Do you think that when it comes to something like the golden rule, that people are not able to perceive this in some form of the other without a sort of social or cultural influence? That there's no sort of primordial perception that one's should desire on others, what they don't desire for themselves? Do you believe that our very nature doesn't incline us to this recognition beyond any sort of cultural or social indoctrination?

It's an interesting case, we might think it is, but to what extend? How deeply ingrained and strong is it to apply to all other people, even deformed or non-similar ones... For instance, if that's the case why isn't it explicit for the Hebrews? Why isn't it one of the commandments, why did it take 2-1 more thousands years for Jesus to say that. I guess you can bicker about love thy neighbor but it didn't seem to apply cross-culturally in advice. It's not as direct as Confucius or Buddha is about it. I don't know if it was naturally picked up universally by humans or it took until the Eastern thought really cemented it and it crossed the silk road to blend with the Mediterranean closer to Jesus's time.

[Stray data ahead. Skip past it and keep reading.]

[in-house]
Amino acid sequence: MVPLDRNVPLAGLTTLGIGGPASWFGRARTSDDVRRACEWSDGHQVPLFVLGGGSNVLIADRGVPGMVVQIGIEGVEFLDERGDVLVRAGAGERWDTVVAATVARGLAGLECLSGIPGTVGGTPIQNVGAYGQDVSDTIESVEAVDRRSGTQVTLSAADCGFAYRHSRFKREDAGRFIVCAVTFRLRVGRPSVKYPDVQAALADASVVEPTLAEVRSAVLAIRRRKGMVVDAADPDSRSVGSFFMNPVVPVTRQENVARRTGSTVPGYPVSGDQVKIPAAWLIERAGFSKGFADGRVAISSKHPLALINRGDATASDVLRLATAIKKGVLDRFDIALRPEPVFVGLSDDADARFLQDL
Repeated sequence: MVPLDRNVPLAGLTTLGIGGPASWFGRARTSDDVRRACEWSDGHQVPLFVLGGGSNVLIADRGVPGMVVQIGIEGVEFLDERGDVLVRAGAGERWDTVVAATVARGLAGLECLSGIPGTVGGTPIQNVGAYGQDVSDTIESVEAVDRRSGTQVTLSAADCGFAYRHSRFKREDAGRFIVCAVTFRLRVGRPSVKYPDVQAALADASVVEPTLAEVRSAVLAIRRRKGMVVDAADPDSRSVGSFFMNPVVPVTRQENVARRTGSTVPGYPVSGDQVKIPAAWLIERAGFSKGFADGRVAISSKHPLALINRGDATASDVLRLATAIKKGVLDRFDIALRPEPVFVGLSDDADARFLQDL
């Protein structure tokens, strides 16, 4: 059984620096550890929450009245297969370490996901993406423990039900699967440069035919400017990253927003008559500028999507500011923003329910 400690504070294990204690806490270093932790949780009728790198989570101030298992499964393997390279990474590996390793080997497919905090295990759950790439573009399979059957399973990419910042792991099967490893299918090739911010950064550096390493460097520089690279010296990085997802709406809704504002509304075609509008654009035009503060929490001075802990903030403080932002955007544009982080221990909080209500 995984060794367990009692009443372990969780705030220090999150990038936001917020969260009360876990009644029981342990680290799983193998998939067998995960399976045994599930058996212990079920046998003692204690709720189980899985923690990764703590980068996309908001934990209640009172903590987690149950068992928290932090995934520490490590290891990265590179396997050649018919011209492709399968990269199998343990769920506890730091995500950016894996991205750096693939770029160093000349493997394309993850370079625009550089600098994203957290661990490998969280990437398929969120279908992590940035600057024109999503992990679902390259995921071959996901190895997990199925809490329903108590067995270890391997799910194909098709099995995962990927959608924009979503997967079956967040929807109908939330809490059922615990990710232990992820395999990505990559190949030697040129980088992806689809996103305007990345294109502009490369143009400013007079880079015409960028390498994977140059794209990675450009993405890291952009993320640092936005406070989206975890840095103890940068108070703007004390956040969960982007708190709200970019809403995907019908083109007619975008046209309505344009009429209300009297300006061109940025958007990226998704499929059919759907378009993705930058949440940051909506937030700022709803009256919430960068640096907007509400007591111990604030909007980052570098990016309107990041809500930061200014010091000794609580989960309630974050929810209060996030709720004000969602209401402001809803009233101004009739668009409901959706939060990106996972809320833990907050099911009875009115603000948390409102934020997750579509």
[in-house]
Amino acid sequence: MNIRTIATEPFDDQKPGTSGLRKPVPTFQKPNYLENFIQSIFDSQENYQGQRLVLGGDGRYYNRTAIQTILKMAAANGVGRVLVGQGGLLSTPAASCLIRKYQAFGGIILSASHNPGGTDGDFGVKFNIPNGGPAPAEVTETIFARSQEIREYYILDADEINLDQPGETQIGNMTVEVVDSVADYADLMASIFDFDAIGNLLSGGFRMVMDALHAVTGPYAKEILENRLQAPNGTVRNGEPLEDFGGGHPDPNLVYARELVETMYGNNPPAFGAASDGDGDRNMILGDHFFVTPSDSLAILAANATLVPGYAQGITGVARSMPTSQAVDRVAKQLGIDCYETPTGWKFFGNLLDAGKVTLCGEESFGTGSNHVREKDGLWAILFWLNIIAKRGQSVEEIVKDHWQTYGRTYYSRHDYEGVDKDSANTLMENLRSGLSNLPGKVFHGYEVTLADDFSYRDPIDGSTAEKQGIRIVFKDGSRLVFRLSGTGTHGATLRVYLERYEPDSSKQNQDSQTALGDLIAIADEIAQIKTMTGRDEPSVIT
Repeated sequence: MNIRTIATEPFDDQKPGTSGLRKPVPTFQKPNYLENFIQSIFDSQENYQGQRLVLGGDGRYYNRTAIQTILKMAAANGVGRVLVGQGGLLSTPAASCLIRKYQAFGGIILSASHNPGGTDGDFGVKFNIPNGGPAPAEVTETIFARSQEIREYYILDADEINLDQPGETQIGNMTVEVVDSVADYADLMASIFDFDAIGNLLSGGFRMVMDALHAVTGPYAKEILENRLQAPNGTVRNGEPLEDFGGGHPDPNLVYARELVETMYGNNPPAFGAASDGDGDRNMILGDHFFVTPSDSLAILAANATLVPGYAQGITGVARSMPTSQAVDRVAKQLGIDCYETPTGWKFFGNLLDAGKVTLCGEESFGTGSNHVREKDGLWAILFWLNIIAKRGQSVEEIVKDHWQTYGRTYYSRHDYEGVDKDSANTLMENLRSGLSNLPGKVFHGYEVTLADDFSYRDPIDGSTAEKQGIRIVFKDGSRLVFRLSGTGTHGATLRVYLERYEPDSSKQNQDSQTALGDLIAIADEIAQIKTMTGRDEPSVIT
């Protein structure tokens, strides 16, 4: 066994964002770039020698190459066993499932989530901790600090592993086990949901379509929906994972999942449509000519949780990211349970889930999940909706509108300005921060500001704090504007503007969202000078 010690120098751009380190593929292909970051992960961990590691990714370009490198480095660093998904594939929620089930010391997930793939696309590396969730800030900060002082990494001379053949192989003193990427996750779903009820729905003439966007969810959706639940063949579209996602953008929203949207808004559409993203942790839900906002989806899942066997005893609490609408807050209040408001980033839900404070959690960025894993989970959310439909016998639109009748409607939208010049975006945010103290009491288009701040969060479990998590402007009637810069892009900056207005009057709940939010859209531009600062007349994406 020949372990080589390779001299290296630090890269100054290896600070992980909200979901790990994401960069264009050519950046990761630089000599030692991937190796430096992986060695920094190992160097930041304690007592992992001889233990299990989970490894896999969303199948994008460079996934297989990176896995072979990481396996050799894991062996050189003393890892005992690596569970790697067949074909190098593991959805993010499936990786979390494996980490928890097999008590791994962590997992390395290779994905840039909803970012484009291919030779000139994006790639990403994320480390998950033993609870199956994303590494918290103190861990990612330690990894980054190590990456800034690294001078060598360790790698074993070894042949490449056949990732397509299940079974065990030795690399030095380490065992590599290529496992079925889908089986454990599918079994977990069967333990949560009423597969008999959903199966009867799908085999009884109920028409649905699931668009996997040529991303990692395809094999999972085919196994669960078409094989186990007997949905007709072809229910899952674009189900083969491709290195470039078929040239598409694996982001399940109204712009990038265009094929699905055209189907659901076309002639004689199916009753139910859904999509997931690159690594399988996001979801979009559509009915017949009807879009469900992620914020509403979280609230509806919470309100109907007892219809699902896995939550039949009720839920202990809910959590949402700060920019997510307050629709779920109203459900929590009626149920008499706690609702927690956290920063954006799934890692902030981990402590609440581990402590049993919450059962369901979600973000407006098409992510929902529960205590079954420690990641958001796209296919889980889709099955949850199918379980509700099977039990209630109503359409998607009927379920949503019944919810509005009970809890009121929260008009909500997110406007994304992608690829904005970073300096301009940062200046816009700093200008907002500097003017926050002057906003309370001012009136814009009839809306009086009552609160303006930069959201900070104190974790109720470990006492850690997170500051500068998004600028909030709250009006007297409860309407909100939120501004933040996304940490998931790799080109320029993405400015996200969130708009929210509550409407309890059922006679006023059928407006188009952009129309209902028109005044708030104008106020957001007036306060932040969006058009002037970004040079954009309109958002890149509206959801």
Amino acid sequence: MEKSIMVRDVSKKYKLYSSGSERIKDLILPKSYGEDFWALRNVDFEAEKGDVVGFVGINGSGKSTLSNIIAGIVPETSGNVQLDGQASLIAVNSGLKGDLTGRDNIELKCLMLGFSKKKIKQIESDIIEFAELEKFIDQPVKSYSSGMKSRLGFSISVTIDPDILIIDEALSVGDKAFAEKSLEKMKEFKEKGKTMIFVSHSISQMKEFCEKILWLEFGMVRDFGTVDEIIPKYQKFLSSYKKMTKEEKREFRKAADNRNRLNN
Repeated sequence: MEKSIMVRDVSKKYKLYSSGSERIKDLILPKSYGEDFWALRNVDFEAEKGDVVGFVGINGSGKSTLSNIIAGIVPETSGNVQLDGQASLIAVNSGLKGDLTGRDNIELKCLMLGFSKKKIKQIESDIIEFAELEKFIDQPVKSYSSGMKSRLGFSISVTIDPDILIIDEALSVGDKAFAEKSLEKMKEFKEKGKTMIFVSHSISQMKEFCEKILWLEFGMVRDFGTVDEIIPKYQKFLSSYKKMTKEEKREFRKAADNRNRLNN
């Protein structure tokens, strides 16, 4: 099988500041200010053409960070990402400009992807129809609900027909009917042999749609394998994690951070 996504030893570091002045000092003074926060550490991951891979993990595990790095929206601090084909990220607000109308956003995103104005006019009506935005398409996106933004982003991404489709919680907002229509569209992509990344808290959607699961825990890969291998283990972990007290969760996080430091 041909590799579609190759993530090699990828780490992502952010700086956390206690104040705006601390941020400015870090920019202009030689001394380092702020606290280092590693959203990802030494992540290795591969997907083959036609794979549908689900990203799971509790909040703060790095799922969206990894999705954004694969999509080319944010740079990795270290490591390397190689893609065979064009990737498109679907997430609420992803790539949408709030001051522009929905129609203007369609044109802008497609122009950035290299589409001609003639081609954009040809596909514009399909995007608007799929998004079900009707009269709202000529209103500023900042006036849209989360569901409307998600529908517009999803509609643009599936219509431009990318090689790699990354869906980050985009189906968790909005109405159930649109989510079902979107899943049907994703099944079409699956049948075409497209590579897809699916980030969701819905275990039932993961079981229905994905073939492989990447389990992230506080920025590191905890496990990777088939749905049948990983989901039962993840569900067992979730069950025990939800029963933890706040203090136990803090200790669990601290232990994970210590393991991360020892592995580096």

So I'm not certain for sure that an amazonian tribe around 2k years later would of grasped it since they had less contact with the worldly evolution of these social thoughts.

"Allow there to be a spectrum in all that you see" - Neil Degrasse Tyson
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26-05-2015, 03:10 PM